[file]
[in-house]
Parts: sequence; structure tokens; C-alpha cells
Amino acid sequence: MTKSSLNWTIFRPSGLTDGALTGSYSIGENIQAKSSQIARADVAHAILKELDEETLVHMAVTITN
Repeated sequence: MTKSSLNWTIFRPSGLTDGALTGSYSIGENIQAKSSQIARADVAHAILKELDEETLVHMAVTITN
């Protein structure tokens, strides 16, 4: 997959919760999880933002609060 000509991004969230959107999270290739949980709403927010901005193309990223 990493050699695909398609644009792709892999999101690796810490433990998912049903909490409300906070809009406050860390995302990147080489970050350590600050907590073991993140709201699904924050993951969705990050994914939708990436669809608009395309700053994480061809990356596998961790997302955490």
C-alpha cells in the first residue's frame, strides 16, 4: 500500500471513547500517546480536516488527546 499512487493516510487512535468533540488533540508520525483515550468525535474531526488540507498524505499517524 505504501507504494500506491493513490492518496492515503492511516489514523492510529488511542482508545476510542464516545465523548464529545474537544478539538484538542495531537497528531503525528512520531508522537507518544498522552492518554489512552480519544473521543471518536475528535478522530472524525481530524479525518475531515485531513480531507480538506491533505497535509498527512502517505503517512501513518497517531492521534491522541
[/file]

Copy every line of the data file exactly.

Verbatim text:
[in-house]
Parts: sequence; structure tokens; C-alpha cells
Amino acid sequence: MTKSSLNWTIFRPSGLTDGALTGSYSIGENIQAKSSQIARADVAHAILKELDEETLVHMAVTITN
Repeated sequence: MTKSSLNWTIFRPSGLTDGALTGSYSIGENIQAKSSQIARADVAHAILKELDEETLVHMAVTITN
């Protein structure tokens, strides 16, 4: 997959919760999880933002609060 000509991004969230959107999270290739949980709403927010901005193309990223 990493050699695909398609644009792709892999999101690796810490433990998912049903909490409300906070809009406050860390995302990147080489970050350590600050907590073991993140709201699904924050993951969705990050994914939708990436669809608009395309700053994480061809990356596998961790997302955490």
C-alpha cells in the first residue's frame, strides 16, 4: 500500500471513547500517546480536516488527546 499512487493516510487512535468533540488533540508520525483515550468525535474531526488540507498524505499517524 505504501507504494500506491493513490492518496492515503492511516489514523492510529488511542482508545476510542464516545465523548464529545474537544478539538484538542495531537497528531503525528512520531508522537507518544498522552492518554489512552480519544473521543471518536475528535478522530472524525481530524479525518475531515485531513480531507480538506491533505497535509498527512502517505503517512501513518497517531492521534491522541